4. Mangos

Tuna Poke with Mango and Avocado

CREDIT: GREG DUPREE

Like bananas, mangos also contain amylase, making it easier for your body to break down starches into smaller carb molecules and absorb them. Mussatto recommends sliced or chunked mango as a refreshing snack on its own or as a green salad topper for a healthy—and delish—splash of color.

5. Papaya

Papaya Breakfast Boats

The enzymes found in papaya are called papain, which help to break down protein, says Lavy. Heat can damage papain, so make sure to consume papaya raw for maximum digestive perks—for example, papaya wedges as a breakfast side, or cubed and added to salads and smoothies.

6. Raw Honey

Chicken Thighs with Ginger-Sesame Glaze

CREDIT: PHOTO: JENNIFER CAUSEY

Among others, honey contains digestive enzymes called diastases, invertases, and proteases. These help to break down starches, sugars, and proteins, respectively. “Eating honey in raw form allows your body to yield all of the digestive benefits,” says Linn. “If you buy processed honey, it’s often heated during treatment, which can destroy the beneficial enzymes.” Drizzle it on toast, mix it into yogurt, or use it to sweeten your oatmeal.

7. Kefir

Thai Kale-Mango Salad with Coconut Kefir Dressing

CREDIT: AARON KIRK

“Kefir is basically fermented milk with added yeast cultures, lactic acid bacteria, and acetic acid bacteria,” says Linn. It contains the digestive enzymes lipase (which breaks down fat), lactase (breaks down lactose), and proteases (protein). You can drink it straight up, add it to overnight oats, or blend it into your next smoothie bowl.

8. Sauerkraut

Savory Broccoli-and-Sauerkraut Salad

CREDIT: GREG DUPREE

Thanks to the fermentation process, sauerkraut is an excellent source of various digestive enzymes that can help your body break down proteins, fats, and starches. If going with store-bought, buy sauerkraut made with water and salt, not vinegar, says Mussatto. (This means that the sauerkraut was fermented and not pickled, leaving the digestion-friendly enzymes in tact.) Eat on its own, or as a side to any meal.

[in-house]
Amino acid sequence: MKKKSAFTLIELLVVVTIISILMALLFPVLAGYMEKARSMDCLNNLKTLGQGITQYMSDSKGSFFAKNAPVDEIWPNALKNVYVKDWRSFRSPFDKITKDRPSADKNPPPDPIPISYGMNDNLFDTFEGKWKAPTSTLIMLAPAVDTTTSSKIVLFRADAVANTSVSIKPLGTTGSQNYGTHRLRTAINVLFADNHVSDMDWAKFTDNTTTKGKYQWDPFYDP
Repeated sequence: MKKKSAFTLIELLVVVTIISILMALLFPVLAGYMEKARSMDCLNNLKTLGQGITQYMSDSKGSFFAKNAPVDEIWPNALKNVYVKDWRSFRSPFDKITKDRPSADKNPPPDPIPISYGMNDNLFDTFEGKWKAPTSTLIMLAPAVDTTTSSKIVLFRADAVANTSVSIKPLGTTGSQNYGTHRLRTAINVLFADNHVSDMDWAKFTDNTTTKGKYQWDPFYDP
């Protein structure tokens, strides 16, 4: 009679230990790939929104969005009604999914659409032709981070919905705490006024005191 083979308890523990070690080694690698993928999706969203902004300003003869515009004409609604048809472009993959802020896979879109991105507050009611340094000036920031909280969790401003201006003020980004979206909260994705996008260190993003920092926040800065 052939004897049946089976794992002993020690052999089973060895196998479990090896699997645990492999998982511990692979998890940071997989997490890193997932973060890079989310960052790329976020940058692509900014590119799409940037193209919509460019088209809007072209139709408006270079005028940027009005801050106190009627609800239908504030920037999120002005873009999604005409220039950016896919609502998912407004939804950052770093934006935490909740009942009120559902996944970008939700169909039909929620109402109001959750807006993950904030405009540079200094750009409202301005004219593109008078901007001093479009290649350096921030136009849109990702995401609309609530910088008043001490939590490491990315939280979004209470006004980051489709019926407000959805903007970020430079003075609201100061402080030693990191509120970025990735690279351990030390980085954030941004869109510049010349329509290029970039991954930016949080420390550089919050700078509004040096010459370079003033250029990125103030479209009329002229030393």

9. Ginger

Chicken Thighs with Ginger-Sesame Glaze

CREDIT: PHOTO: JENNIFER CAUSEY

Not only does ginger contain an enzyme called zingibain that helps the body digest protein, it may also help to increase digestive enzyme production in the body, says Linn. This is on top of the role it already plays in nausea relief. Enjoy ginger in tea form, add it to your next stir fry, or grate some into citrusy drinks for that extra zing.

Lipase: the Digestive Enzyme that Fights Major Diseases

Lipase - Dr. Axe

Enzymes are substances made of protein that help stimulate chemical reactions. One of these enzymes crucial to human health is called lipase. What is lipase exactly? Lipase is one of our most vital digestive enzymes released mainly by the pancreas into the small intestine to help the body process and absorb fats.

By breaking down and helping the body to absorb fat, it does so much more for the body than you would expect — it can naturally help major digestive disorders like celiac disease and serious health conditions like cystic fibrosis.

Lipase is often taken in combination with the two other vital enzymes: protease and amylase. While lipase breaks down fats, protease processes proteins and amylase takes care of carbohydrates. When all of these enzymes are at the proper level in your body, your digestion and overall health can really be optimal.